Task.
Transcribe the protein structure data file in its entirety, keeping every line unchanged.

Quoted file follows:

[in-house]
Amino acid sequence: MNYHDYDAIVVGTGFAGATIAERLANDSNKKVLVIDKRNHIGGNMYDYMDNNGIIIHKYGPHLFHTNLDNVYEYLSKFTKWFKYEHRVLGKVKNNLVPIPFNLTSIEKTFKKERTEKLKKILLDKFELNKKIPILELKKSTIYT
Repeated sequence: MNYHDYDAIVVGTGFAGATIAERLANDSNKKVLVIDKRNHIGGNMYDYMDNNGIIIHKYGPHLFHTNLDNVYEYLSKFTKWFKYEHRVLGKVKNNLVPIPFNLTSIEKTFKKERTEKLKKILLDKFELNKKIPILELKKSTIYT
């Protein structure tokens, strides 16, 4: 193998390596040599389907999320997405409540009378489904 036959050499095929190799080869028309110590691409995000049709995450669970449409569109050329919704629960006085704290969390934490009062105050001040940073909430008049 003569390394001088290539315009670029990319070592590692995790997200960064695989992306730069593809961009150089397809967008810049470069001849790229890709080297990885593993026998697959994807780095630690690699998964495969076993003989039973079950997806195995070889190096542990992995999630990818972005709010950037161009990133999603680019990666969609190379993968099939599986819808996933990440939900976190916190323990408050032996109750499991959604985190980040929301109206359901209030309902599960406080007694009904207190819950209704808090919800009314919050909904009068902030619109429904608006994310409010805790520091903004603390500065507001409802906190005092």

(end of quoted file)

[in-house]
Amino acid sequence: MNYHDYDAIVVGTGFAGATIAERLANDSNKKVLVIDKRNHIGGNMYDYMDNNGIIIHKYGPHLFHTNLDNVYEYLSKFTKWFKYEHRVLGKVKNNLVPIPFNLTSIEKTFKKERTEKLKKILLDKFELNKKIPILELKKSTIYT
Repeated sequence: MNYHDYDAIVVGTGFAGATIAERLANDSNKKVLVIDKRNHIGGNMYDYMDNNGIIIHKYGPHLFHTNLDNVYEYLSKFTKWFKYEHRVLGKVKNNLVPIPFNLTSIEKTFKKERTEKLKKILLDKFELNKKIPILELKKSTIYT
């Protein structure tokens, strides 16, 4: 193998390596040599389907999320997405409540009378489904 036959050499095929190799080869028309110590691409995000049709995450669970449409569109050329919704629960006085704290969390934490009062105050001040940073909430008049 003569390394001088290539315009670029990319070592590692995790997200960064695989992306730069593809961009150089397809967008810049470069001849790229890709080297990885593993026998697959994807780095630690690699998964495969076993003989039973079950997806195995070889190096542990992995999630990818972005709010950037161009990133999603680019990666969609190379993968099939599986819808996933990440939900976190916190323990408050032996109750499991959604985190980040929301109206359901209030309902599960406080007694009904207190819950209704808090919800009314919050909904009068902030619109429904608006994310409010805790520091903004603390500065507001409802906190005092």